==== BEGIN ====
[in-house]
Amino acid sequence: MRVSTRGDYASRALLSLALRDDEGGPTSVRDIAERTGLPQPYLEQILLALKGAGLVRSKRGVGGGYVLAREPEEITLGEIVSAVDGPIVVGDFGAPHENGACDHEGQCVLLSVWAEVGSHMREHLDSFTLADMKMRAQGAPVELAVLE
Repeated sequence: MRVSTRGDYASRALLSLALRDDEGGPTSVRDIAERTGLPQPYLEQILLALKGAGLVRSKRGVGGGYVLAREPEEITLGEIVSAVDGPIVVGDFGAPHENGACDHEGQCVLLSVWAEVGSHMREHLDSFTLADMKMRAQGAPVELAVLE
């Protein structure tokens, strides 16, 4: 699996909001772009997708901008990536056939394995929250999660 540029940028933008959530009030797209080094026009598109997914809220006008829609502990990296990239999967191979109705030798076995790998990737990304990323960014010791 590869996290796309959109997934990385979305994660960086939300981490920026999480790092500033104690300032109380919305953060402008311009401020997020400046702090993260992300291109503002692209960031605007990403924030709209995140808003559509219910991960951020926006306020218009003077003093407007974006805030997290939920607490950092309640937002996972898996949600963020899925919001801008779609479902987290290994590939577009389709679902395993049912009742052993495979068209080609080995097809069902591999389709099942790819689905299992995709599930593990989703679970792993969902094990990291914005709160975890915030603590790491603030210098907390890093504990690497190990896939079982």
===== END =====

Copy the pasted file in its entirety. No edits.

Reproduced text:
[in-house]
Amino acid sequence: MRVSTRGDYASRALLSLALRDDEGGPTSVRDIAERTGLPQPYLEQILLALKGAGLVRSKRGVGGGYVLAREPEEITLGEIVSAVDGPIVVGDFGAPHENGACDHEGQCVLLSVWAEVGSHMREHLDSFTLADMKMRAQGAPVELAVLE
Repeated sequence: MRVSTRGDYASRALLSLALRDDEGGPTSVRDIAERTGLPQPYLEQILLALKGAGLVRSKRGVGGGYVLAREPEEITLGEIVSAVDGPIVVGDFGAPHENGACDHEGQCVLLSVWAEVGSHMREHLDSFTLADMKMRAQGAPVELAVLE
């Protein structure tokens, strides 16, 4: 699996909001772009997708901008990536056939394995929250999660 540029940028933008959530009030797209080094026009598109997914809220006008829609502990990296990239999967191979109705030798076995790998990737990304990323960014010791 590869996290796309959109997934990385979305994660960086939300981490920026999480790092500033104690300032109380919305953060402008311009401020997020400046702090993260992300291109503002692209960031605007990403924030709209995140808003559509219910991960951020926006306020218009003077003093407007974006805030997290939920607490950092309640937002996972898996949600963020899925919001801008779609479902987290290994590939577009389709679902395993049912009742052993495979068209080609080995097809069902591999389709099942790819689905299992995709599930593990989703679970792993969902094990990291914005709160975890915030603590790491603030210098907390890093504990690497190990896939079982």